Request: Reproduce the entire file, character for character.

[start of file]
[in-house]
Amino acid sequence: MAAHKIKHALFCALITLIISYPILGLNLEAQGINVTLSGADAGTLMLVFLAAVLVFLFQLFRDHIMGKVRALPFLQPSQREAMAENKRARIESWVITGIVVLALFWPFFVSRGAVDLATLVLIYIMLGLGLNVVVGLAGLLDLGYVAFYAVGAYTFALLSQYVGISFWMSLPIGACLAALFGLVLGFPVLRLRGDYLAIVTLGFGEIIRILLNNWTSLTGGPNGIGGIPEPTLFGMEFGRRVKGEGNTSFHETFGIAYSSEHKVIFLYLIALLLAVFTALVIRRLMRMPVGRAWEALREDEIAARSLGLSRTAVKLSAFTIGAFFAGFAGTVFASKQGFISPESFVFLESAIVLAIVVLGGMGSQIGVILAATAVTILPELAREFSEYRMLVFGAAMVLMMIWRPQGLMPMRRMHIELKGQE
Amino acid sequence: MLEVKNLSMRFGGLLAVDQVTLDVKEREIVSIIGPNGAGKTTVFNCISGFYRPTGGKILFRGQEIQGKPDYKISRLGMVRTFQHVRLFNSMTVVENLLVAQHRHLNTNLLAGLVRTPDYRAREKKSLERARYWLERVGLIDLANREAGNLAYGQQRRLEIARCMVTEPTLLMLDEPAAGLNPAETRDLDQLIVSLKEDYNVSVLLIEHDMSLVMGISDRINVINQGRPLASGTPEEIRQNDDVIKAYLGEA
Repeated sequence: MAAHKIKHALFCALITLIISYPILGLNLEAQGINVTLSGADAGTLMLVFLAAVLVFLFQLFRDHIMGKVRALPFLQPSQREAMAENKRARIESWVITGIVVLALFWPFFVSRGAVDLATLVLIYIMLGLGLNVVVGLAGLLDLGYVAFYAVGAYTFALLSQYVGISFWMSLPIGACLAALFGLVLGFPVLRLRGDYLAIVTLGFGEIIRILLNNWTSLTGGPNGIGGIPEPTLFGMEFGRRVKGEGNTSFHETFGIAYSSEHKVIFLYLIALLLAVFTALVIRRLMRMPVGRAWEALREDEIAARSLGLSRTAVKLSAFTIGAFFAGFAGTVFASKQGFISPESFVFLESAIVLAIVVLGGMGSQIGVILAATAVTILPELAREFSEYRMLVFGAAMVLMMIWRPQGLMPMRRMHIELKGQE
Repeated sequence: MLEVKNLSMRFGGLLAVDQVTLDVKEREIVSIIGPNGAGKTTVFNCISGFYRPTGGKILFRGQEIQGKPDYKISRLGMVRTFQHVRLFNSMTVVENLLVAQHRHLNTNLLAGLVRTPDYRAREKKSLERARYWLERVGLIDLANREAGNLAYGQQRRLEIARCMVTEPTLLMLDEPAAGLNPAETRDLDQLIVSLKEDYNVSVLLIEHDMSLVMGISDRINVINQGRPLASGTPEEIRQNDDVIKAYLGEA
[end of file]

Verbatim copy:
[in-house]
Amino acid sequence: MAAHKIKHALFCALITLIISYPILGLNLEAQGINVTLSGADAGTLMLVFLAAVLVFLFQLFRDHIMGKVRALPFLQPSQREAMAENKRARIESWVITGIVVLALFWPFFVSRGAVDLATLVLIYIMLGLGLNVVVGLAGLLDLGYVAFYAVGAYTFALLSQYVGISFWMSLPIGACLAALFGLVLGFPVLRLRGDYLAIVTLGFGEIIRILLNNWTSLTGGPNGIGGIPEPTLFGMEFGRRVKGEGNTSFHETFGIAYSSEHKVIFLYLIALLLAVFTALVIRRLMRMPVGRAWEALREDEIAARSLGLSRTAVKLSAFTIGAFFAGFAGTVFASKQGFISPESFVFLESAIVLAIVVLGGMGSQIGVILAATAVTILPELAREFSEYRMLVFGAAMVLMMIWRPQGLMPMRRMHIELKGQE
Amino acid sequence: MLEVKNLSMRFGGLLAVDQVTLDVKEREIVSIIGPNGAGKTTVFNCISGFYRPTGGKILFRGQEIQGKPDYKISRLGMVRTFQHVRLFNSMTVVENLLVAQHRHLNTNLLAGLVRTPDYRAREKKSLERARYWLERVGLIDLANREAGNLAYGQQRRLEIARCMVTEPTLLMLDEPAAGLNPAETRDLDQLIVSLKEDYNVSVLLIEHDMSLVMGISDRINVINQGRPLASGTPEEIRQNDDVIKAYLGEA
Repeated sequence: MAAHKIKHALFCALITLIISYPILGLNLEAQGINVTLSGADAGTLMLVFLAAVLVFLFQLFRDHIMGKVRALPFLQPSQREAMAENKRARIESWVITGIVVLALFWPFFVSRGAVDLATLVLIYIMLGLGLNVVVGLAGLLDLGYVAFYAVGAYTFALLSQYVGISFWMSLPIGACLAALFGLVLGFPVLRLRGDYLAIVTLGFGEIIRILLNNWTSLTGGPNGIGGIPEPTLFGMEFGRRVKGEGNTSFHETFGIAYSSEHKVIFLYLIALLLAVFTALVIRRLMRMPVGRAWEALREDEIAARSLGLSRTAVKLSAFTIGAFFAGFAGTVFASKQGFISPESFVFLESAIVLAIVVLGGMGSQIGVILAATAVTILPELAREFSEYRMLVFGAAMVLMMIWRPQGLMPMRRMHIELKGQE
Repeated sequence: MLEVKNLSMRFGGLLAVDQVTLDVKEREIVSIIGPNGAGKTTVFNCISGFYRPTGGKILFRGQEIQGKPDYKISRLGMVRTFQHVRLFNSMTVVENLLVAQHRHLNTNLLAGLVRTPDYRAREKKSLERARYWLERVGLIDLANREAGNLAYGQQRRLEIARCMVTEPTLLMLDEPAAGLNPAETRDLDQLIVSLKEDYNVSVLLIEHDMSLVMGISDRINVINQGRPLASGTPEEIRQNDDVIKAYLGEA